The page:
Last week I posted a puzzle that Mohammed Mahdian was spreading around at FOCS. Given n indistinguishable balloons, with capacities 1/k for each integer k between 1 and n, describe a randomized strategy to fill them with as much air as possible, in expectation. Within minutes, someone posted a strategy with expected payoff π²/6. Here is another equivalent strategy:

Set i = 1.

For each balloon in random order:

Try to fill the balloon to 1/i liters.

If the balloon does not pop,

repeat

increment i

until balloon i has not already been popped.

Unlike the straw man I posted last week, this algorithm gets useful information from its failures. When a balloon pops, we learn its capacity, and we know not to look for that balloon in future iterations. It's not hard to see that balloon k (the one with capacity 1/k) survives if and only if it appears last among the k largest balloons, which happens with probability 1/k. So in the limit as n gets big, the expected return is ∑_{k≥ 1} 1/k² = π²/6 ≈ 1.6449 liters.

Despite Danil's posted argument in the comments, this is *not* the best possible strategy. It *might* be the best strategy that either completely fills or pops every balloon, but the rules don't require that! Consider the following alternative:

Set i = 1

For each balloon in random order:

Try to fill the balloon to 1/i liters.

If the balloon does not pop,

Increment i

If balloon i has already been popped, break out of the for loop.

Put 1/n liters in each of the remaining empty balloons.

As in my straw-man strategy, balloon k is fully inflated if and only if balloons 1,2,...,k are encountered in that order, which happens with probability 1/k!. Now suppose balloon k is the largest one that does not survive. We have inflated k-1 random balloons, so the expected number of remaining empty balloons is (n-k+1)/k, which means the expected payoff from the last line of the algorithm is (n-k+1)/kn = 1/k - o(1). Let's retroactively put all this air into (the ghost of) balloon k. NOW we get credit for balloon k if and only if balloons 1,2,...,k-1 are encountered in that order, which happens with probability 1/(k-1)!, so our total expected payoff, in the limit, is ∑_{k≥ 1} 1/k! = **e - 1 ≈ 1.7183 liters**. This is the expected payoff that Mohammed reported at FOCS.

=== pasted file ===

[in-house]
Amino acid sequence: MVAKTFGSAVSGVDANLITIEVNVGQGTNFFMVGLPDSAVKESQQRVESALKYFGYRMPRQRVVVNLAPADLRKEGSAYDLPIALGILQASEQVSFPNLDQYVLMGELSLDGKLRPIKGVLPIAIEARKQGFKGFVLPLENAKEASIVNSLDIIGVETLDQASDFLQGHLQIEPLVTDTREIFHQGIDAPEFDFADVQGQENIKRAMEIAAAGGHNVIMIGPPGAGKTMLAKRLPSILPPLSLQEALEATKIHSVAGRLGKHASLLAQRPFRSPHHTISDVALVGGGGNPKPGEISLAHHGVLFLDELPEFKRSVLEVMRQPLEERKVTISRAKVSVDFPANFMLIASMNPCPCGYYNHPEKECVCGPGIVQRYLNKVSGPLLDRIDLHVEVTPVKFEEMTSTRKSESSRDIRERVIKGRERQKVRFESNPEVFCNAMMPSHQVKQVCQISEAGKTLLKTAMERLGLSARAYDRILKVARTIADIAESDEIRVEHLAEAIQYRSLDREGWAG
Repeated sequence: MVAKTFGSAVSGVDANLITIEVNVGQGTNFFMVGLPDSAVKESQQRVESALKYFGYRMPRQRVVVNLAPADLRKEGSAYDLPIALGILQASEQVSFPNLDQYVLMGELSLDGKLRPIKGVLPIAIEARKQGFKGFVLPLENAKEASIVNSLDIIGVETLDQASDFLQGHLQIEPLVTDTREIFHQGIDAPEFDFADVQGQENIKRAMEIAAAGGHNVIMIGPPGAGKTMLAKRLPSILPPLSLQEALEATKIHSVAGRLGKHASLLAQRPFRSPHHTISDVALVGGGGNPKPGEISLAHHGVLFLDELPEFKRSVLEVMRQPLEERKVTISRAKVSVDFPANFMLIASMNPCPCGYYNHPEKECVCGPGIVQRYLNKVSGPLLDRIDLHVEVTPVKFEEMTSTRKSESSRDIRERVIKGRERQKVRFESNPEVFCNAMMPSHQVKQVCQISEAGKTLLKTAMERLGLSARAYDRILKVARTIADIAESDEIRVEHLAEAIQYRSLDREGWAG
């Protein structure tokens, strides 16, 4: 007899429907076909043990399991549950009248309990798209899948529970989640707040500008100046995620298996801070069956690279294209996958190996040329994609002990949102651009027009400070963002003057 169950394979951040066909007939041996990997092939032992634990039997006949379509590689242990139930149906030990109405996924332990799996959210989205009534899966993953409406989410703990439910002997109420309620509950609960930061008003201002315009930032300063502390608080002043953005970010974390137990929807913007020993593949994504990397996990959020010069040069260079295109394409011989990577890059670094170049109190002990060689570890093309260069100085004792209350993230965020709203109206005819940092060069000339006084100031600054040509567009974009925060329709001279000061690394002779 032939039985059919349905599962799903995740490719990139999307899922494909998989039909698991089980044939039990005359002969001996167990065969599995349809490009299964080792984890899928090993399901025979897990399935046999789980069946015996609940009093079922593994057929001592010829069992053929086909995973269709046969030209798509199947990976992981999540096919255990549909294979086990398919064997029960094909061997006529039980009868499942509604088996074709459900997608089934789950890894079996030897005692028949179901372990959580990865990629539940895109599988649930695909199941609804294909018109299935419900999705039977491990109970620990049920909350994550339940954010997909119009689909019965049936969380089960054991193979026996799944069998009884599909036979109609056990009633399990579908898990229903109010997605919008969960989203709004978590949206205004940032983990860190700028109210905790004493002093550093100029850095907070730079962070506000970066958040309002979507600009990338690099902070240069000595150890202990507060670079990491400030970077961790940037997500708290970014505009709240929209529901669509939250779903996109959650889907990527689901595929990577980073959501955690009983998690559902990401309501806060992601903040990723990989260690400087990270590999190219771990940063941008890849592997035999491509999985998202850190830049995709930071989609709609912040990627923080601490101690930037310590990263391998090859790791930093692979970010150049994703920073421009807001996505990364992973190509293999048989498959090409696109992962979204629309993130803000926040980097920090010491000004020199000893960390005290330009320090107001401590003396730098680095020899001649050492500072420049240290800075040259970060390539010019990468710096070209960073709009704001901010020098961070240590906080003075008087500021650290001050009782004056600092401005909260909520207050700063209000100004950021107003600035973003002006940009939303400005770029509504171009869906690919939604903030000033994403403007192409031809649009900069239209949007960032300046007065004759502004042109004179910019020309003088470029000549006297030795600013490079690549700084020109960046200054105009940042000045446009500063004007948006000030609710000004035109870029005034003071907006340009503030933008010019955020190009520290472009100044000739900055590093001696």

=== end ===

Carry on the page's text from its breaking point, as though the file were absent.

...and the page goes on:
However, even this is not the best possible strategy. UIUC student Dan Cranston had an idea that gives a very small improvement, but since we haven't worked out a full analysis yet, I'll wait a few days before giving away the secret.

You know, this would be a perfect place to apply genetic programming.

Posted by: Bill Tozier | November 08, 2005 at 07:03 PM

Well, there ought to be a marginal improvement, for finite numbers of balloons, by using 1/z instead of 1/n (where z is the smallest unpopped balloon). Somehow I doubt that's the one that you mean.

This algorithm reminds me of the solution for another problem: consider a deck of N cards, each of which has a real number written on it. Reveal the numbers one at a time - the goal is to successfully identify the highest number in the deck when it appears (you have no knowledge of the numbers on the cards until you look at them, and can only choose the most recently turned card). What strategy gives the highest chance of success?

Posted by: Danil | November 08, 2005 at 10:51 PM

Is the card problem like the two-envelopes paradox, where you're not given the distribution the numbers are drawn from?

Posted by: Bob Hearn | November 08, 2005 at 11:24 PM

If I understand the card problem correctly, the following strategy would seem to have a 1/3 chance of success:

Flip over the first N/2 cards, noting the highest in that range. Then keep flipping until you find a higher one. If you do, choose it.

Posted by: Bob Hearn | November 08, 2005 at 11:44 PM

You understand the card problem correctly.

Posted by: Danil | November 09, 2005 at 05:28 AM

OK. And in that family of strategies, it's easy to see that N/2 is the optimal turning point. But is there any other kind of strategy to consider, or is 1/3 provably the best you can do?

Posted by: Bob Hearn | November 09, 2005 at 07:33 AM

Are you allowed to inflate a balloon in stages?

As in to put some air in one, put some air in another one, and then

add some more in the first one?

Posted by: Vladimer | December 01, 2005 at 11:22 PM